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I did state extreme gains, I just wasn't entirely sure how far up those gains went. I agree that exposure to the test and not enough time passing between tests most likely accounted for the increase of scores.

As for Wechsler arguing three years, true, but many psychologists today claim waiting one year is standard practice, would you agree with that? As far as I know, if a large increase is seen within a year's time (unlikely), it shouldn't be attributable to practice effects alone (although they would probably account for several points, perhaps more).

That sounds fine because the gains aren't that great - and they're downright negligible on crystallized intelligence tests. I found that surprising at first, considering how little effort it would be to look up and encode a few vocabulary items - but then I remembered how lazy folks tend to be. The three years figure shares an odd syncronicity with the IDEA guidelines regarding testing in the schools. In other words, clinical practice might be a different beast and the three year rule might be more bureaucratic formality than neuroscience-informed finding. Anyway, the practice effects even after a few months are tiny - the higher extreme being around four additional points for most age groups. I would worry more about fluid intelligence tasks because they're basically, in theory, attempting to gauge conceptualization given novel stimuli. If you know the task beforehand, that aim is crippled.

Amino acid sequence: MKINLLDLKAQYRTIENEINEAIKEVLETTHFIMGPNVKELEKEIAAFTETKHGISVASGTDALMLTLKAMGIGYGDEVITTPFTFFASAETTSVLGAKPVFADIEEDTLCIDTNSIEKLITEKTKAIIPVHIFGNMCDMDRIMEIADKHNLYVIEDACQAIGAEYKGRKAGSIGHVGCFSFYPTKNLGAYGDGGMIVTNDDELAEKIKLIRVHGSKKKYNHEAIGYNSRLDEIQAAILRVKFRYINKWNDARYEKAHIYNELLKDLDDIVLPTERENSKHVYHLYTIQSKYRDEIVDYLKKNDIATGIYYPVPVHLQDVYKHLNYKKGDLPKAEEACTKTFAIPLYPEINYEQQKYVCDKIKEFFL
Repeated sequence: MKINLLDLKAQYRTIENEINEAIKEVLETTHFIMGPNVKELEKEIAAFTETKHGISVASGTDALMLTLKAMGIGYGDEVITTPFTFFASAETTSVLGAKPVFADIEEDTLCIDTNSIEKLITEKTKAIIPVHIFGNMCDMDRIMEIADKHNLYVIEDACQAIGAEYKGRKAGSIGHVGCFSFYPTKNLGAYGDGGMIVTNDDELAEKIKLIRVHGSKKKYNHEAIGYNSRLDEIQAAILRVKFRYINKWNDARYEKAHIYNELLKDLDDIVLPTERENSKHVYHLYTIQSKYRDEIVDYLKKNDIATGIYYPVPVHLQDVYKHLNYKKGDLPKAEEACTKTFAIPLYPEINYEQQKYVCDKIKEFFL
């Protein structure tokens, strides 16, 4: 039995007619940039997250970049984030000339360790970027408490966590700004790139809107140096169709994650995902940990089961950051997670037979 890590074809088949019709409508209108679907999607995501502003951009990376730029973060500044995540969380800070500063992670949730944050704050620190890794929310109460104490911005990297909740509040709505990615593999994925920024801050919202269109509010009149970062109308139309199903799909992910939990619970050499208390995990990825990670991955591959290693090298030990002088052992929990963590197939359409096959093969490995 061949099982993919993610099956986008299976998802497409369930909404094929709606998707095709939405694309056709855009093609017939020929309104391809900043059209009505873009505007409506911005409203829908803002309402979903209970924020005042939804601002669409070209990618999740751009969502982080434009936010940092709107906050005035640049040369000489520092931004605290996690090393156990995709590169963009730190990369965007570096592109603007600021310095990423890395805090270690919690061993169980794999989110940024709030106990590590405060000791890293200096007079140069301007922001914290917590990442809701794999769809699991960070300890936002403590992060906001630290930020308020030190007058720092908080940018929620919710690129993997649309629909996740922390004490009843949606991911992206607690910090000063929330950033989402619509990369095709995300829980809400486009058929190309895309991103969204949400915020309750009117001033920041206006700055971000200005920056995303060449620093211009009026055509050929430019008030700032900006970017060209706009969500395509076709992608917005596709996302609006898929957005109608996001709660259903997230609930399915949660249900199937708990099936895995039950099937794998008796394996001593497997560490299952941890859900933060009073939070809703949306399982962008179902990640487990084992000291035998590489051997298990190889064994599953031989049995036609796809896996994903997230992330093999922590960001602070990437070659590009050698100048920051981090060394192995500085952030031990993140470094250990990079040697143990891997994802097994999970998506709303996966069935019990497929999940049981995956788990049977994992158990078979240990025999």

Antediluvian

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Out of curiosity then, what are the average gains for gf tests (or segments of tests)? Let's say hypothetically, if someone waited a year or close to that timeframe, and scored much, much higher, how many points would you say roughly could be traced back to practice effects?
 

snafupants